Crossed Skis: An Alpine Mystery

Written by Carol Carnac

Review written by LJ Hurst

Initially, L. J. Hurst worked in the backrooms of the media industry. He now divides his time between work for an international scientific publisher and a rather more British independent bookseller. In years past he was a regular attendee at the Shots on the Page Festivals from whence Shots Mag sprung

Crossed Skis: An Alpine Mystery
British Library
RRP: £8.99
Released: April 10 2019

Crossed Skis by Carol Carnac is a welcome entry to the British Library’s Crime Classics series. Partly because anything by Carol Carnac (who was also E.C.R. Lorac) is welcome, but also because it has been one of her rarest titles, with dealers easily asking three figure prices for the original Collins Crime Club edition.

The inspiration for the plot seems to have been, as Martin Edwards says in his Introduction, a skiing trip that Carnac made with a group of friends in January 1951. Carnac predicates her plot on British Railways offering a cheaper rate for groups on the boat-train to the continent. No one has any money, so the chance to reduce one’s holiday costs would be too good to miss. What with illness, jobs and whatever, though, the group that sets off for Lech on the Austrian-Swiss border is not the group that originally planned the journey. No one knows everyone else in the party – anyone could get in who applied at the last minute to make up the numbers and hit that magic discount rate.

It is no wonder that people would want to get away: the winters after the war were dreadfully cold, bleak and fog-bound. The worst was yet to come – 1952, the year that Crossed Skis was published, was the year of the great smog of London. In a miserable boarding house near Southampton Row the police discover the top floor burning, and inside the attic bed-sit is a corpse. Carnac’s detective, Inspector Rivers, cleverly proves via the gas-meter that it is not that of the resident, and the question then becomes identifying the corpse and locating his murderer while the freezing fog aids the murderer’s escape.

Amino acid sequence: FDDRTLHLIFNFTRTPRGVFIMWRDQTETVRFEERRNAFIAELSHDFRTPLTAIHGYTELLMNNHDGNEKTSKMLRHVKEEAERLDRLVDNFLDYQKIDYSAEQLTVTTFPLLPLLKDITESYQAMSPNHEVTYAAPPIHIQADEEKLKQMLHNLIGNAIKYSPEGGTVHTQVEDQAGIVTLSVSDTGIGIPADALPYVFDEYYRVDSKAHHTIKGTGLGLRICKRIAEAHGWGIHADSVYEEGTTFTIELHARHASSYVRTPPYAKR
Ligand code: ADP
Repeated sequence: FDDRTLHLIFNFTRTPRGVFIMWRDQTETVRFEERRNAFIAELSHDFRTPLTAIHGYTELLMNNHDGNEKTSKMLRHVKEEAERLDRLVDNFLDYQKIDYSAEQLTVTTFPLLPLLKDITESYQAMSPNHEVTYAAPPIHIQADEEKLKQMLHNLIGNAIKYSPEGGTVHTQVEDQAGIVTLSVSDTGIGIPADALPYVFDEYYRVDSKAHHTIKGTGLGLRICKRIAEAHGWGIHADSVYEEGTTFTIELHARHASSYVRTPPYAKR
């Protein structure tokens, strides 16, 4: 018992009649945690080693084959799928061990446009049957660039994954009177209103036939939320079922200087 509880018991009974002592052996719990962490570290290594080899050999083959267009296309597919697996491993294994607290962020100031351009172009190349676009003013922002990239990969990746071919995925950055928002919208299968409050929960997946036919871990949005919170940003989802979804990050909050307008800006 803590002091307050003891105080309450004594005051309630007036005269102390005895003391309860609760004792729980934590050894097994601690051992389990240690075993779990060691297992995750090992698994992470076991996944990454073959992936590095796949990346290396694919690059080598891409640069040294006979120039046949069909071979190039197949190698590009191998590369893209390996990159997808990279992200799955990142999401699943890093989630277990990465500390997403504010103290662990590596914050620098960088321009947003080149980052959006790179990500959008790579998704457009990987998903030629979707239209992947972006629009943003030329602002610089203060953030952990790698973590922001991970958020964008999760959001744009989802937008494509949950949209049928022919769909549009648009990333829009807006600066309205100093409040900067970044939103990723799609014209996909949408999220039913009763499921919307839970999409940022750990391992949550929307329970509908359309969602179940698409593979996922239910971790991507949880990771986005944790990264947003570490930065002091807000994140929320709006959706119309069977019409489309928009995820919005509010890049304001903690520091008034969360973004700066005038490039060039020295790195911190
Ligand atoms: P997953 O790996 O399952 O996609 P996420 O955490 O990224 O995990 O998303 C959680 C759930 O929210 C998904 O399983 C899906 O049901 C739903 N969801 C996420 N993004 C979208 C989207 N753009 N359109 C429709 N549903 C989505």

It is not giving too much away that there is a link between the murderer and the skiers. It provides an opportunity for Rivers and sidekick to fly out to Austria where they discover that the party has been riven by missing banknotes and travellers cheques. And where a delay over a baggage claim on arrival is the clue to the identify of the murderer.

Part of the interest in Crossed Skis today is historical: the state of London five or more years after the war, but also the social mixing that still persisted. Mrs Stein’s boarding house is not far from Virginia Woolf’s bombed-out former home, an example of gentrification not yet having occurred, for instance. Meanwhile, the amounts the skiers agonize over in lost money is two or three pounds – yet these are professional people. If doctors and pilots had to worry over these amounts it is no wonder that no working class characters leave the country (that is another clue to the murderer). The third theme is the idea of the youthful amoral thrill-killer (which had appeared the year before in the film The Blue Lamp): this allows Carnac to tie the excitement of roof-top burglary to the excitement – not yet appreciated by all Britons – of down-hill skiing off-piste.

Carnac obviously liked this plot: she re-used it as E.C.R. Lorac in Murder In Vienna (1956) even down to the importance of exiting an attic onto a roof, and problems of identity in transit. She was, though, too professional to make the murderer the same suspect twice. That is why I am happy to thank British Library Crime Classics for another classic read.

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